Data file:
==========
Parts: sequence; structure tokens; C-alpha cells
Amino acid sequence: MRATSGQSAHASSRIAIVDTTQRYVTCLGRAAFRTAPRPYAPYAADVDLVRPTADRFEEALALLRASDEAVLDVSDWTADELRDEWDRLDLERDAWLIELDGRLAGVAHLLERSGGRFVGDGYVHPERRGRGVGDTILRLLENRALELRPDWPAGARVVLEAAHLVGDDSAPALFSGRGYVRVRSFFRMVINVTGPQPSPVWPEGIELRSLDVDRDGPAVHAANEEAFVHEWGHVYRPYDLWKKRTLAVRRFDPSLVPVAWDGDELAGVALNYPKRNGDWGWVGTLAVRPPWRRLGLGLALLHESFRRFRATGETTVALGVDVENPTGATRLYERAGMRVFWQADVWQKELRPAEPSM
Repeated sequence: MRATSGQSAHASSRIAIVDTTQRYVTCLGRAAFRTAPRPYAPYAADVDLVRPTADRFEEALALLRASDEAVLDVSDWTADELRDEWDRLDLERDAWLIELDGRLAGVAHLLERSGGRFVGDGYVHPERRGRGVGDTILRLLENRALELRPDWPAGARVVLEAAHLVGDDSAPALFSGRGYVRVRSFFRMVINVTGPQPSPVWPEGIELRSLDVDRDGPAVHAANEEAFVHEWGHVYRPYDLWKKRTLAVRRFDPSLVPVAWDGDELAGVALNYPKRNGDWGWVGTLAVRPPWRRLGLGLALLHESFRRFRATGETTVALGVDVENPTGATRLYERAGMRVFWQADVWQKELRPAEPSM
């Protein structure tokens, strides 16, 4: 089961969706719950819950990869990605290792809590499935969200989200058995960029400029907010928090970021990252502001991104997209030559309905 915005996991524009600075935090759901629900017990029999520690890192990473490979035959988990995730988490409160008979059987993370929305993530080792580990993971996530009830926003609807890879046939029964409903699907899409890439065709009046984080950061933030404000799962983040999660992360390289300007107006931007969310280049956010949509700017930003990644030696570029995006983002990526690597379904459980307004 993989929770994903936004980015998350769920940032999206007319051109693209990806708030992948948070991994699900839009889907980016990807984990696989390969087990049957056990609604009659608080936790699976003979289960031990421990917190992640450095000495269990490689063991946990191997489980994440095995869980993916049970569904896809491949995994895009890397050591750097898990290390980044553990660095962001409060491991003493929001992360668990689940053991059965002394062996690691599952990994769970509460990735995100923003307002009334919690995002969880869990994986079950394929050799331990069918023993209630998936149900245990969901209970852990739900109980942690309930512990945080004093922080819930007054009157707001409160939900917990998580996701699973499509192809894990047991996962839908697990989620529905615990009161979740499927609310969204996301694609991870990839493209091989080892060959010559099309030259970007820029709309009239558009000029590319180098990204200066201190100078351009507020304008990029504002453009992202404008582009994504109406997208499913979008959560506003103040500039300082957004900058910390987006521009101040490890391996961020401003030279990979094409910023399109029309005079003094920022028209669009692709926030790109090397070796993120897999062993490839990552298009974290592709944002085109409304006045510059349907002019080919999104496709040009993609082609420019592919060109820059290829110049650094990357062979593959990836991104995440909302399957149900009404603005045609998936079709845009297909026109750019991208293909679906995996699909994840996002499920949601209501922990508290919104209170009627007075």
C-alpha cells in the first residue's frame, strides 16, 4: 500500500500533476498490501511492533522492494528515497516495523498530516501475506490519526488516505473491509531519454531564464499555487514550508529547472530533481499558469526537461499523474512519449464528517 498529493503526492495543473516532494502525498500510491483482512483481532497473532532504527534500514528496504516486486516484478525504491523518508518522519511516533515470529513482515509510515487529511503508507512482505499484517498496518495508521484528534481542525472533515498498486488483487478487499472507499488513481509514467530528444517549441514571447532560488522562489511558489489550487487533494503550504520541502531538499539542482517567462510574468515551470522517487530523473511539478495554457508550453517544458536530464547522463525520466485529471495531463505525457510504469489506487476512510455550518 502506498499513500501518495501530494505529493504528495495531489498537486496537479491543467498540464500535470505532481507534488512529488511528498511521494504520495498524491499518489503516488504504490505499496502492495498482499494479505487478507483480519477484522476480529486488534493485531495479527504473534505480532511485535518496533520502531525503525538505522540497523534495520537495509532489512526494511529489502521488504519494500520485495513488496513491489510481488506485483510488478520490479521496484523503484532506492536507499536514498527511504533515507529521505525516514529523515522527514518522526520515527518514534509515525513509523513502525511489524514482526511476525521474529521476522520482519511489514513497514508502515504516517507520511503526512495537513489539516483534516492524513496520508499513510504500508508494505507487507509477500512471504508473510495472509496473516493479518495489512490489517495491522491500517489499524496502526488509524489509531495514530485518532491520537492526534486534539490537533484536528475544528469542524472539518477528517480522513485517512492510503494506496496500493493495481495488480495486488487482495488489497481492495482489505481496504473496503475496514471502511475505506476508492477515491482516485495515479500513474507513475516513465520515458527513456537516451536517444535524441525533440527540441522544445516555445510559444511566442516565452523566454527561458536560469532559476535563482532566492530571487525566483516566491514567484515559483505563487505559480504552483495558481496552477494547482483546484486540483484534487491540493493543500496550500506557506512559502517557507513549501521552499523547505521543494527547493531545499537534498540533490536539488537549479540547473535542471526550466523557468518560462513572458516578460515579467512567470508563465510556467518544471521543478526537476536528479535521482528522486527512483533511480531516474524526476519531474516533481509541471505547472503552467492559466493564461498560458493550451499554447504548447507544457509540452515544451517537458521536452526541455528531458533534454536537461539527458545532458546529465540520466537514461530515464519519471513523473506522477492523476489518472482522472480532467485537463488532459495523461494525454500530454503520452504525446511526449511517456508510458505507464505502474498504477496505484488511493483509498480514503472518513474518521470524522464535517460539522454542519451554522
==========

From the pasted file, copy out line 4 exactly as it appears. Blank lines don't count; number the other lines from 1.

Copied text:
């Protein structure tokens, strides 16, 4: 089961969706719950819950990869990605290792809590499935969200989200058995960029400029907010928090970021990252502001991104997209030559309905 915005996991524009600075935090759901629900017990029999520690890192990473490979035959988990995730988490409160008979059987993370929305993530080792580990993971996530009830926003609807890879046939029964409903699907899409890439065709009046984080950061933030404000799962983040999660992360390289300007107006931007969310280049956010949509700017930003990644030696570029995006983002990526690597379904459980307004 993989929770994903936004980015998350769920940032999206007319051109693209990806708030992948948070991994699900839009889907980016990807984990696989390969087990049957056990609604009659608080936790699976003979289960031990421990917190992640450095000495269990490689063991946990191997489980994440095995869980993916049970569904896809491949995994895009890397050591750097898990290390980044553990660095962001409060491991003493929001992360668990689940053991059965002394062996690691599952990994769970509460990735995100923003307002009334919690995002969880869990994986079950394929050799331990069918023993209630998936149900245990969901209970852990739900109980942690309930512990945080004093922080819930007054009157707001409160939900917990998580996701699973499509192809894990047991996962839908697990989620529905615990009161979740499927609310969204996301694609991870990839493209091989080892060959010559099309030259970007820029709309009239558009000029590319180098990204200066201190100078351009507020304008990029504002453009992202404008582009994504109406997208499913979008959560506003103040500039300082957004900058910390987006521009101040490890391996961020401003030279990979094409910023399109029309005079003094920022028209669009692709926030790109090397070796993120897999062993490839990552298009974290592709944002085109409304006045510059349907002019080919999104496709040009993609082609420019592919060109820059290829110049650094990357062979593959990836991104995440909302399957149900009404603005045609998936079709845009297909026109750019991208293909679906995996699909994840996002499920949601209501922990508290919104209170009627007075």